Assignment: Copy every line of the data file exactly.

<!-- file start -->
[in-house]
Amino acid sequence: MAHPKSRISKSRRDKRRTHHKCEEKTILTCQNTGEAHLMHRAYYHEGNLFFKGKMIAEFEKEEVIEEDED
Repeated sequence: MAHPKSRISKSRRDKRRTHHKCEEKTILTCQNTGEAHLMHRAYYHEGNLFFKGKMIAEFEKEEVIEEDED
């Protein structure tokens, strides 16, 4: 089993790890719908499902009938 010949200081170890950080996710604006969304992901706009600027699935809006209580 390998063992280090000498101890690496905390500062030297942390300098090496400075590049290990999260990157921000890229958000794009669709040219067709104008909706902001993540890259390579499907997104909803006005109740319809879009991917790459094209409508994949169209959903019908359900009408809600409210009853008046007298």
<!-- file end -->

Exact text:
[in-house]
Amino acid sequence: MAHPKSRISKSRRDKRRTHHKCEEKTILTCQNTGEAHLMHRAYYHEGNLFFKGKMIAEFEKEEVIEEDED
Repeated sequence: MAHPKSRISKSRRDKRRTHHKCEEKTILTCQNTGEAHLMHRAYYHEGNLFFKGKMIAEFEKEEVIEEDED
């Protein structure tokens, strides 16, 4: 089993790890719908499902009938 010949200081170890950080996710604006969304992901706009600027699935809006209580 390998063992280090000498101890690496905390500062030297942390300098090496400075590049290990999260990157921000890229958000794009669709040219067709104008909706902001993540890259390579499907997104909803006005109740319809879009991917790459094209409508994949169209959903019908359900009408809600409210009853008046007298």